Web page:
ct.category Theory – Closure of presentable objects within finite limits

In a locally presentable category $ cal E $, there are arbitrarily large regular cardinals $ lambda $ such as $ lambda $-presentable (a.k.a. $ lambda $-compact) are closed under withdrawals. Namely, the withdrawal functor $ { cal E} ^ {( to leftarrow)} to cal E $ is a right assistant, so accessible. So, he keeps $ lambda $-presentable objects for arbitrarily large $ lambda $so just check that the $ lambda $objects -presentable in $ { cal E} ^ {( to leftarrow)} $ are the ones that are punctual in $ cal E $. (A version of this argument is given in this answer in the case of finished products.)

Of course, "arbitrarily big" means that for any cardinal $ mu $ there is a regular cardinal $ lambda> mu $ with this property. A stronger statement would be that this is true for all big enough regular cardinals $ lambda $, that is, invert the quantifiers and say that there is a $ mu $ such as all regular cardinals $ lambda> mu $ have this property $ lambda $-The presentable objects are closed under withdrawals). Is this stronger affirmation true?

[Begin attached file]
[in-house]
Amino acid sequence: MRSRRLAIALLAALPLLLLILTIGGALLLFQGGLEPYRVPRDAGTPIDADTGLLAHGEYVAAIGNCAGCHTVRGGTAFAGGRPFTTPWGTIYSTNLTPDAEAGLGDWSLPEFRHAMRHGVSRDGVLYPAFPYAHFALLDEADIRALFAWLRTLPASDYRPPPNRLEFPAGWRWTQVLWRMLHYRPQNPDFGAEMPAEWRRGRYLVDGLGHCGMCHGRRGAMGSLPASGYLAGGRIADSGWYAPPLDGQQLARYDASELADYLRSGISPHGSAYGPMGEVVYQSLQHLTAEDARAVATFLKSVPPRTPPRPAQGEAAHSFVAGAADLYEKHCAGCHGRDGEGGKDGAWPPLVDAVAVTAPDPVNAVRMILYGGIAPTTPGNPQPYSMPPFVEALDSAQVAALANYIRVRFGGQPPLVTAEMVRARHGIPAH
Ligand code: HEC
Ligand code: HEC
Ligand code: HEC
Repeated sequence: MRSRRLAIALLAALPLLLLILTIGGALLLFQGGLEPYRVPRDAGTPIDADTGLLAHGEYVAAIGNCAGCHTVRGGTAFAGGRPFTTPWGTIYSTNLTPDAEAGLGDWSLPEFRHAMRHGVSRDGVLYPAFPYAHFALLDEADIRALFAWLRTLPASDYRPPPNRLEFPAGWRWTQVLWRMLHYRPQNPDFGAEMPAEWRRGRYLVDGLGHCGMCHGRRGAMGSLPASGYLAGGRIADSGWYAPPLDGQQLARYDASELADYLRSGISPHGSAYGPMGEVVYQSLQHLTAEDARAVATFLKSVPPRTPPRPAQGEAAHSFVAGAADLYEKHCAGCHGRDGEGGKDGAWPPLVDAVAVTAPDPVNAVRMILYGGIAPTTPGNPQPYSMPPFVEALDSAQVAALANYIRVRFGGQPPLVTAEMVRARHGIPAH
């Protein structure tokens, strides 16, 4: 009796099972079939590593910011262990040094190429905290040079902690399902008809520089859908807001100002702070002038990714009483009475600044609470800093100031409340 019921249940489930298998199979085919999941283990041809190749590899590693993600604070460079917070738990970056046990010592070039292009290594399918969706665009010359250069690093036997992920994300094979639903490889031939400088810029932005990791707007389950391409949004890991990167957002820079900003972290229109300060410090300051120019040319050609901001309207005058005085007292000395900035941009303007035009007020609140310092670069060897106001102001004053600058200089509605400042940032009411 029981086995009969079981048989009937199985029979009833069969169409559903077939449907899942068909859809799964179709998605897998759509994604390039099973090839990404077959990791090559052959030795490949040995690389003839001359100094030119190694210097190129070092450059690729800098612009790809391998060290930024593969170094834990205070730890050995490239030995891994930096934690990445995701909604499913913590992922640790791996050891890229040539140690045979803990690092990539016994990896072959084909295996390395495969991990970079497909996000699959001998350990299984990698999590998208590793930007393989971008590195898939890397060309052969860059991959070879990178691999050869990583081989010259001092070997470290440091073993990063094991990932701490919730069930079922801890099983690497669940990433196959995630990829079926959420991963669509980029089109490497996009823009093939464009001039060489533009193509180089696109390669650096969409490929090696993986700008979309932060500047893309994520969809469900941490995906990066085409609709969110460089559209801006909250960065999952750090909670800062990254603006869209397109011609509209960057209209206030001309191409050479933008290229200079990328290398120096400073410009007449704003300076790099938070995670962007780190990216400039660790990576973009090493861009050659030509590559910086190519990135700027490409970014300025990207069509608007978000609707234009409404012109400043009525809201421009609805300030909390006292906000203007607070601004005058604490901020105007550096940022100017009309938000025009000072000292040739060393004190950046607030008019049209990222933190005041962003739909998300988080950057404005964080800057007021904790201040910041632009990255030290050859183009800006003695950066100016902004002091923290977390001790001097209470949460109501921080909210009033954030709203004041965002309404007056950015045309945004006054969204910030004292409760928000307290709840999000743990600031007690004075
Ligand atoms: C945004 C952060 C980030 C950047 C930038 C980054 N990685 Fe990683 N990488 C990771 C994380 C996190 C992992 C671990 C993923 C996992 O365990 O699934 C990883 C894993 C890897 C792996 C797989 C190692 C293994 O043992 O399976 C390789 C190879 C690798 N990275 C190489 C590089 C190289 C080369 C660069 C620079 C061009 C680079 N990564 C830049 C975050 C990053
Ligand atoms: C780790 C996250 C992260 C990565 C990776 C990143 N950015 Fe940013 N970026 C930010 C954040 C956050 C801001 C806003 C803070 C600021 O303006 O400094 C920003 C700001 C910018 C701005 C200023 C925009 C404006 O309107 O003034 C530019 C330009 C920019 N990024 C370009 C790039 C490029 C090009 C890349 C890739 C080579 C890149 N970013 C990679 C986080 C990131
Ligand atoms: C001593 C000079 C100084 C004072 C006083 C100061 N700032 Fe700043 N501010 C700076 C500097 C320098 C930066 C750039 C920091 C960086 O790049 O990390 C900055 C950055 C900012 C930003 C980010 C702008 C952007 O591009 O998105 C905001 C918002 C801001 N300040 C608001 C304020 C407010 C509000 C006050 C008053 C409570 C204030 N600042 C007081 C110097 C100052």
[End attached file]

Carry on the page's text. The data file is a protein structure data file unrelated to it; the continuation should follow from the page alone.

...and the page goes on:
Note that this is certainly not true all regular cardinals $ lambda $ have this property; counterexamples can be found here.

abstract algebra – For $ Omega $ an algebraic closure of k $, why is $ k[x]/ (f) otimes_k Omega cong Omega ^ m $?

Fix a field k $ and an algebraic closure $ Omega $ of k $. For a monic, irreducible, separable polynomial $ f in k[x]$, let $ f $ to divide $ Omega $ as

$$ f (x) = prod_ {i = 1} ^ m (x – a_i). $$

It was said that the following holds:

$$ frac {k[x]} {(f)} otimes_k Omega con prod_ {i = 1} ^ m frac { Omega[x]} {(x-a_i)} cong Omega ^ m. $$

I can see the Chinese rest theorem here, but what is not clear to me is the resolution of the tensor because I am not yet comfortable working with them. Why is the first isomorphism true?

I like Google Plus, but its closure is imminent. Sigh

Google Plus is one of my favorites because it sells your privacy, but they are out of business soon. Sigh…

Google Chrome does not force closure and keeps the raise – MacBook

I was trying to force Google Chrome to quit, I realize that there is a malware problem, but I still do not know what to do!

Can someone help me, please!

Thank you

Review of the closure of the service | Promotion Forum

Hi guys,

As you all know, we have a hard time providing an adequate exam service for many years. We have faced many problems, and one of the great changes we have made over the past few years has been the implementation of the community feedback structure. In the future, that's what we want to focus on. How are we going to put in place a system based solely on community feedback, and then, how are we going to offer incentives to users who choose to take their time to comment?